Unregenerate

From our new word source, Vocabulary for College I by Paul B. Diederich and Sydell Terris Carlton, 1965.

The previous owner of the workbook composed his use-this-word-in-a-sentence assignment this way: “The Puritans viewed all who didn’t go to church as unregenerate.

Unregenerate
ADJECTIVE
Wicked, sinful, or unrepentant. Even after the chaplain’s frequent visits, the condemned man remained unregenerate.

Pander

From our new word source, Vocabulary for College I by Paul B. Diederich and Sydell Terris Carlton, 1965.
The previous owner of the workbook composed his use-this-word-in-a-sentence assignment this way: “The magazine pandered to the lowest tastes.

Pander
VERB
To supply material or opportunity for vices, or to act as a go-between in love intrigues. The scandal sheet pandered to the low taste of its subscribers.

The Free Dictionary Online: Pander
1. To act as a go-between or liaison in sexual intrigues; function as a procurer.
2. To cater to the lower tastes and desires of others or exploit their weaknesses: “He refused to pander to nostalgia and escapism” (New York Times).

Rapacity

From our new word source, Vocabulary for College I by Paul B. Diederich and Sydell Terris Carlton, 1965.

The previous owner of the workbook composed his use-this-word-in-a-sentence assignment this way: “His rapacity was matched only by his parsimony.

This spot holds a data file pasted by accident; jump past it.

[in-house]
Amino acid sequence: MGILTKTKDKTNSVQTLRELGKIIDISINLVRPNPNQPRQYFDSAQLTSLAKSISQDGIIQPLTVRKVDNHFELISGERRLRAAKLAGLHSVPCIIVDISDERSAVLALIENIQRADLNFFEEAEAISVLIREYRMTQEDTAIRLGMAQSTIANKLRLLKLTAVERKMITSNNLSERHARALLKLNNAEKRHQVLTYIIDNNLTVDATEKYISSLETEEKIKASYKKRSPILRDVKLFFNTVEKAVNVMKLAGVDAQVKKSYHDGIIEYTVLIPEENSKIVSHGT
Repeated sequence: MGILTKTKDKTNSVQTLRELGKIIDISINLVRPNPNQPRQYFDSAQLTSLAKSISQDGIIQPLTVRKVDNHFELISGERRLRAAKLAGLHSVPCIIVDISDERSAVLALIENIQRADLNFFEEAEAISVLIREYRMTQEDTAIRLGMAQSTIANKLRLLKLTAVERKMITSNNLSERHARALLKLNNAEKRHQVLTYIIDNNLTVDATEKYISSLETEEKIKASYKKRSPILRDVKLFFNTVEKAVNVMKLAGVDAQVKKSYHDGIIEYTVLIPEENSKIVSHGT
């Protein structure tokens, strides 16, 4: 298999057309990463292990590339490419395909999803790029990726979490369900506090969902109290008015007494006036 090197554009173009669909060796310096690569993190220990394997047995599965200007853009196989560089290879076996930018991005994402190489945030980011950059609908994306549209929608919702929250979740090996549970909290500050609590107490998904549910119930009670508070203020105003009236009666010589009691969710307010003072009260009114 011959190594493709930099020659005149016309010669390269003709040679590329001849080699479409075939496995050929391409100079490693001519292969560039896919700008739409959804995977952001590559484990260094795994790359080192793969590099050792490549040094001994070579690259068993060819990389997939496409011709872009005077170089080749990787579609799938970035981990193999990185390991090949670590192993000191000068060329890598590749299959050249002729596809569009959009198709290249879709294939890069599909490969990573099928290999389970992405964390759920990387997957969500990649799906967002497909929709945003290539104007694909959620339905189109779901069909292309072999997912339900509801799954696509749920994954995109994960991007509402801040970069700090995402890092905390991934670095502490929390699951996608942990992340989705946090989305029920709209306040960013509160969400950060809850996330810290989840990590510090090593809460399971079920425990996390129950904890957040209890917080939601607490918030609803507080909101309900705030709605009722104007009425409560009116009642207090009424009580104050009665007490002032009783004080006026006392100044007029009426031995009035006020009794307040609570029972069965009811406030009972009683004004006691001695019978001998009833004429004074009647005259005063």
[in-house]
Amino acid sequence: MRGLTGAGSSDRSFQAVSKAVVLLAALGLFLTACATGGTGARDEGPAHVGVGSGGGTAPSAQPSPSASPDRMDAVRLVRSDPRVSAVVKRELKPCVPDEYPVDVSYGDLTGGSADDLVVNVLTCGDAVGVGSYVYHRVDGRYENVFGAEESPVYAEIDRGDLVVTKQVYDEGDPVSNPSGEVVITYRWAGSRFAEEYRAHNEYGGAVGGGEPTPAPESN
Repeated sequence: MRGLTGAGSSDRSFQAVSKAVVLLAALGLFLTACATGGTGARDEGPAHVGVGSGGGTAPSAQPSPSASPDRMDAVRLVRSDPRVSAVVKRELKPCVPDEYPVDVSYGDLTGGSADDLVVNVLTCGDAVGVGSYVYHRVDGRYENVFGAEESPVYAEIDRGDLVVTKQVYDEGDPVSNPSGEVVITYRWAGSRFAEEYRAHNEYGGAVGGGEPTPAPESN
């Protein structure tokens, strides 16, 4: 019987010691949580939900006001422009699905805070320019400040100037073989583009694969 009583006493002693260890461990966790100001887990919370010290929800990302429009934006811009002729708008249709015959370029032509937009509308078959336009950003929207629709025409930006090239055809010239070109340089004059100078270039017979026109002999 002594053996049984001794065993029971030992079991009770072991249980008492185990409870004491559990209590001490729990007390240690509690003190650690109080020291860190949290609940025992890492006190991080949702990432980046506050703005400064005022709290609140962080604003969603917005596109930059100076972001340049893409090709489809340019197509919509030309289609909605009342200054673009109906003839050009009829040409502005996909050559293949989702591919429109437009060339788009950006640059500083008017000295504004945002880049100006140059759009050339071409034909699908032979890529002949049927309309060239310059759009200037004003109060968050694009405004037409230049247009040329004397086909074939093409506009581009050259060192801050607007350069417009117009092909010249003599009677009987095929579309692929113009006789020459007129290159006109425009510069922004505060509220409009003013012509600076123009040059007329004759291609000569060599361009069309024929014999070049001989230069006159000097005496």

Rapacity
NOUN
Excessive greed; or a disposition to seize and carry off.  The rapacity of the bandits was not satisfied until they took all we had.

Merriam Webster Online: “Rapacity–the quality of being rapacious”

Rapacious
ADJECTIVE
: always wanting more money, possessions, etc. : wanting more than is needed or deserved — Merriam Webster Online

Our New Word Source

While running a completely un-3freewordsaday errand last week, I stumbled upon a gem of a word book. (I do actually troll for new word sources, but not on this day.) I found the book in a most unlikely place, a place one might not think a book would even be. And guess how much it cost me. Exactly $1.50.

As you might have guessed, I have a plethora of bookshelves in my home office. And they are bursting. So I thought I might stack the overflow in shallow cupboards above the existing cases. (I chose cupboards instead of shelves because I have cats.) Our local Habitat for Humanity reclamation centers offer salvaged and new home fixtures for sale.

I wasn’t surprised to find an oak cupboard (for $15) that matched the oak bookcase above which I wanted to shelve excess books. I was, however, surprised to find books for sale in another part of the building. Hard cover books $3, soft cover books $1.50. Of course I browsed. And what did I find? Vocabulary for College I by Paul B. Diederich and Sydell Terris Carlton. Publication date, 1965. If I were to guess, I’d guess that the books I saw were salvaged from estate situations. I bought others that are not relevant to this blog but are very nice. So along with the wooden casement windows and other vintage fixtures, refurbishers are reclaiming household items as well. Thanks to them we now have a book that outlines a college level vocabulary!